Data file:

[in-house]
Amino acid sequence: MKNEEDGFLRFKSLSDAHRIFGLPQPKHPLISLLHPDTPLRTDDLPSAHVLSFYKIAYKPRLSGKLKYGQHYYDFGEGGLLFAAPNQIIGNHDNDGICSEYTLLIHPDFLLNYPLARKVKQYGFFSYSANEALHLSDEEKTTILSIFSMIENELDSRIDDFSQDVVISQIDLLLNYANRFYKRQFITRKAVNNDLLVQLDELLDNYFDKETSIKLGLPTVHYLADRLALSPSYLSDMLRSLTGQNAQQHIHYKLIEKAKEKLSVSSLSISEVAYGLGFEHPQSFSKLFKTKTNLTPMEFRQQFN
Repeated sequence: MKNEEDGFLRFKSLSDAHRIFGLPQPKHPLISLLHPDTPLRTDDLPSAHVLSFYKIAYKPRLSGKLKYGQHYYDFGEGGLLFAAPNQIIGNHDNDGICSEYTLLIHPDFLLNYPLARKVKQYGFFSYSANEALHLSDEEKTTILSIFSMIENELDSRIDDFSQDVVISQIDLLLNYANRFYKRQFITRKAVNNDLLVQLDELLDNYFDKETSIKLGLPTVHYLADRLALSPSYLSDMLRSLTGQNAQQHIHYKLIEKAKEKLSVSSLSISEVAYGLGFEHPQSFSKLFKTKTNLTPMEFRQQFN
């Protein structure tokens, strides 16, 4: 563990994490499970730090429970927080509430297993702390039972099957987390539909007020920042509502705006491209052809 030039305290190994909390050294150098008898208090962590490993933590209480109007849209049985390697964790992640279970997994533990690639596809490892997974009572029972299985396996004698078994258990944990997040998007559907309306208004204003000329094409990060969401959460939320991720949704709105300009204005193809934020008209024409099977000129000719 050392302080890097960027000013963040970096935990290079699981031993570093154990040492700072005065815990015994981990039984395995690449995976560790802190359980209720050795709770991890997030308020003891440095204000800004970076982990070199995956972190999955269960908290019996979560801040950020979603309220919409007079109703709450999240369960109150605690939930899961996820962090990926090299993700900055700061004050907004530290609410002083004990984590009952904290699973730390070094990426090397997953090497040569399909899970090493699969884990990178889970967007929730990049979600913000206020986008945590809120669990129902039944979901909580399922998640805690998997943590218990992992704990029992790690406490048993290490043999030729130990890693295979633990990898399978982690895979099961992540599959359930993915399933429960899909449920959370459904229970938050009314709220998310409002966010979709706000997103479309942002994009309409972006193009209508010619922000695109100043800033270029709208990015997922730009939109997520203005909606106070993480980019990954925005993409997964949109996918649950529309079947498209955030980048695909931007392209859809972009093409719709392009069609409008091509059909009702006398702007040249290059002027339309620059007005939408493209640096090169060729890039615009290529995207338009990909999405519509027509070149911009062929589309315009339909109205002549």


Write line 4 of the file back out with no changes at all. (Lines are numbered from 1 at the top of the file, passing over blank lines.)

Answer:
């Protein structure tokens, strides 16, 4: 563990994490499970730090429970927080509430297993702390039972099957987390539909007020920042509502705006491209052809 030039305290190994909390050294150098008898208090962590490993933590209480109007849209049985390697964790992640279970997994533990690639596809490892997974009572029972299985396996004698078994258990944990997040998007559907309306208004204003000329094409990060969401959460939320991720949704709105300009204005193809934020008209024409099977000129000719 050392302080890097960027000013963040970096935990290079699981031993570093154990040492700072005065815990015994981990039984395995690449995976560790802190359980209720050795709770991890997030308020003891440095204000800004970076982990070199995956972190999955269960908290019996979560801040950020979603309220919409007079109703709450999240369960109150605690939930899961996820962090990926090299993700900055700061004050907004530290609410002083004990984590009952904290699973730390070094990426090397997953090497040569399909899970090493699969884990990178889970967007929730990049979600913000206020986008945590809120669990129902039944979901909580399922998640805690998997943590218990992992704990029992790690406490048993290490043999030729130990890693295979633990990898399978982690895979099961992540599959359930993915399933429960899909449920959370459904229970938050009314709220998310409002966010979709706000997103479309942002994009309409972006193009209508010619922000695109100043800033270029709208990015997922730009939109997520203005909606106070993480980019990954925005993409997964949109996918649950529309079947498209955030980048695909931007392209859809972009093409719709392009069609409008091509059909009702006398702007040249290059002027339309620059007005939408493209640096090169060729890039615009290529995207338009990909999405519509027509070149911009062929589309315009339909109205002549």